The characterization here is superb, with all the players leaping off the page with subtle grace. The evocation of the period is spot-on, subtle and not overdone. The parallel worlds of boxing and jazz extend fine tendrils of correlation into each other. The doings of the actors are multivalent and authentic. And the unreductionist climax rings true. All in all, a wonderful accomplishment, not alone for sentences such as “I looked at Mingus. He had changed, his impossibly spotted neck bent almost to breaking as he loomed over us over us… [as he] moved his hooves along the strings….”The team behind this charming, low-key but powerful tale—David Sandner & Jacob Weisman—blend their voices beautifully into an organic whole that reminds me of the tonality of John Kessel or Karen Joy Fowler.
James Davis Nicoll in his TOR.COM piece Five Sword-Wielding Women in SFF included works from Marie Brennan and Carrie Vaughn.
Recently I noticed an angry person on the internet expressing outrage at the very idea of women, any women, being able to use a sword. Frankly, it’s an objection that’s too stupid for words. While one could certainly respond by mentioning, for example, the Trưng sisters, Madame de Saint-Baslemont, and of course the flamboyantly bisexual and dangerous Julie d’Aubigny, let’s do what we do best, here, and talk about some of the excellent books featuring swordswomen.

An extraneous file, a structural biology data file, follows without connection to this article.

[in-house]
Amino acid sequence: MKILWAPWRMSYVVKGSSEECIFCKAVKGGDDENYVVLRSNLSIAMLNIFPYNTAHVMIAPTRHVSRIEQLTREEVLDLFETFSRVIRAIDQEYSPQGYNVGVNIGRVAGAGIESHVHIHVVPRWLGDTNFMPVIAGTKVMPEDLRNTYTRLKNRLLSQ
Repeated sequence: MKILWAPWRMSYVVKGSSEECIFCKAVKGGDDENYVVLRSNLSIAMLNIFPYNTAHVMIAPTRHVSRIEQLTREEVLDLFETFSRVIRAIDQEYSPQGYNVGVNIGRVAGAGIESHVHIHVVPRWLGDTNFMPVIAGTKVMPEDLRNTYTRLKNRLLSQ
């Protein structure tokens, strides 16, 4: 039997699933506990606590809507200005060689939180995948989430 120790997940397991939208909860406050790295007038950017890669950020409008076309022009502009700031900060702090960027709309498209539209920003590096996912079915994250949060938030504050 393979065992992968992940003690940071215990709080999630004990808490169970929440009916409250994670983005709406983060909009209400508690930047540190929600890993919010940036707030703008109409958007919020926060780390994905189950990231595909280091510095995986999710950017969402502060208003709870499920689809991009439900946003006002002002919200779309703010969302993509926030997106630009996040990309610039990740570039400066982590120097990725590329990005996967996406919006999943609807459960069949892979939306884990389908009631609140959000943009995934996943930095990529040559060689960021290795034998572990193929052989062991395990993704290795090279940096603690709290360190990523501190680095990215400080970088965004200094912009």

Nancy Kress’ SEA CHANGE is another excellent, fast-paced read from one of speculative fiction’s most consistent voices
Excitement begins to mount for Nancy Kress’ forthcoming SEA CHANGE.
Christopher East on his eponymous blog praises the novella.